Status lights describe the condition of an entity. They can be used to convey semantic meaning, such as statuses and categories.
Status lights should always include a label. Color alone is not enough to communicate the status.
When status lights have a semantic meaning, they use semantic colors. The status dots use semantic color 400. Use these variants for the following statuses:
A status light in a disabled state shows that a status exists, but is not available in that circumstance. This can be used to maintain layout continuity and communicate that a status may become available later.
From the design point of view, each component has a number of options. These options and their names are platform agnostic, and each implementation should adapt these to fit into their framework.
info /neutral / positive / notice / negative / indigo / celery / chartreuse / yellow / magenta / fuchsia / purple / seafoam
yes / no
When the text is too long for the horizontal space available, it wraps to form another line.
Semantic status lights should never be used for color coding categories or labels, and vice versa.
Status lights should always include text with the status dot. Do not change the text color to match the dot.
For RTL (right-to-left) languages, the layout of the status light is mirrored. The dot is placed on the right side of the text.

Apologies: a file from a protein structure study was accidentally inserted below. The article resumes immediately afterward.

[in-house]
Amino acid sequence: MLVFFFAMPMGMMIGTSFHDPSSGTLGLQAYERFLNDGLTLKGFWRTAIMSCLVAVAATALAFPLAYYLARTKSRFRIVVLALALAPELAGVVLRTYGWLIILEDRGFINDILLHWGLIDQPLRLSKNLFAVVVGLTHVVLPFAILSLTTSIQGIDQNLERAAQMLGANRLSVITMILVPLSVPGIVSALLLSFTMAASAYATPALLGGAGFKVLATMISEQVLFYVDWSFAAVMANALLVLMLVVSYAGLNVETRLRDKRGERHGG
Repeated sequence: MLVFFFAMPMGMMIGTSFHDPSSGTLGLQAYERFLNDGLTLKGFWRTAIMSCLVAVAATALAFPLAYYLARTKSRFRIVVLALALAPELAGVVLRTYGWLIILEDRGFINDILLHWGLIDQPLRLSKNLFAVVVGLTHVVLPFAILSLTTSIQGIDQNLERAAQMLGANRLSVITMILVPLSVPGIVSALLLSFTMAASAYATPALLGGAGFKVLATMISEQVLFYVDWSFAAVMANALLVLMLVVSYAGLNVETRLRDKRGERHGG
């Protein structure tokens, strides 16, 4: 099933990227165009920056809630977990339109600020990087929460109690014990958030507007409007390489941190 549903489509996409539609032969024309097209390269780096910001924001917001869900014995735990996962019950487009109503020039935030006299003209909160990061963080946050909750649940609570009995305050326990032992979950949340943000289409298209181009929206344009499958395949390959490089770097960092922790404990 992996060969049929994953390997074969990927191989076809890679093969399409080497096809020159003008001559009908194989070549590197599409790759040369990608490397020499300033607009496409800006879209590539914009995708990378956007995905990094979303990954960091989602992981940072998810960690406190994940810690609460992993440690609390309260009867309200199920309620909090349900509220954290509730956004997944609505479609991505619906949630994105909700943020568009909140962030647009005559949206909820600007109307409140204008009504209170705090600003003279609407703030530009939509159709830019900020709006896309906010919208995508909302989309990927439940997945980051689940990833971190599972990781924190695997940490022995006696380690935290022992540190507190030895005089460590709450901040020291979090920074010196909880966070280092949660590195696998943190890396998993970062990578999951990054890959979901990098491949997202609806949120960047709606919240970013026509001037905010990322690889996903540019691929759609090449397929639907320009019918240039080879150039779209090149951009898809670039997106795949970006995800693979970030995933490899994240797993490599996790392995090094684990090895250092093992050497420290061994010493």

|Oct 17, 2019||5.1.1|
|Aug 22, 2019||5.1.0|
|Apr 19, 2019||5.0.0|
Includes all interactive states that are applicable (hover, down, focus, keyboard focus, disabled).
Includes relevant options (variant, style, size, orientation, optional iconography, decorations, selection, error state, etc.)
Works properly across all four color themes (lightest, light, dark, darkest).
Includes a desktop scale (UWP, macOS, web desktop) and a mobile scale (iOS, Android, web mobile).
Includes guidelines for layout (wrapping, truncation, overflow), animation, interactions, etc.
Includes a list of dos and don’ts that highlight best practices and common mistakes.
Follows WCAG 2.0 standards for contrast (AA).
Works properly across various locales and includes guidelines for bi-directionality (RTL).
Follows WCAG 2.0 standards for keyboard accessibility guidelines and includes a description of the keyboard interactions.
Includes a downloadable XD file that has been generated by code and shows multiple variations, states, color themes, and scales.
All design attributes (color, typography, layout, animation, etc.) are included in Spectrum DNA.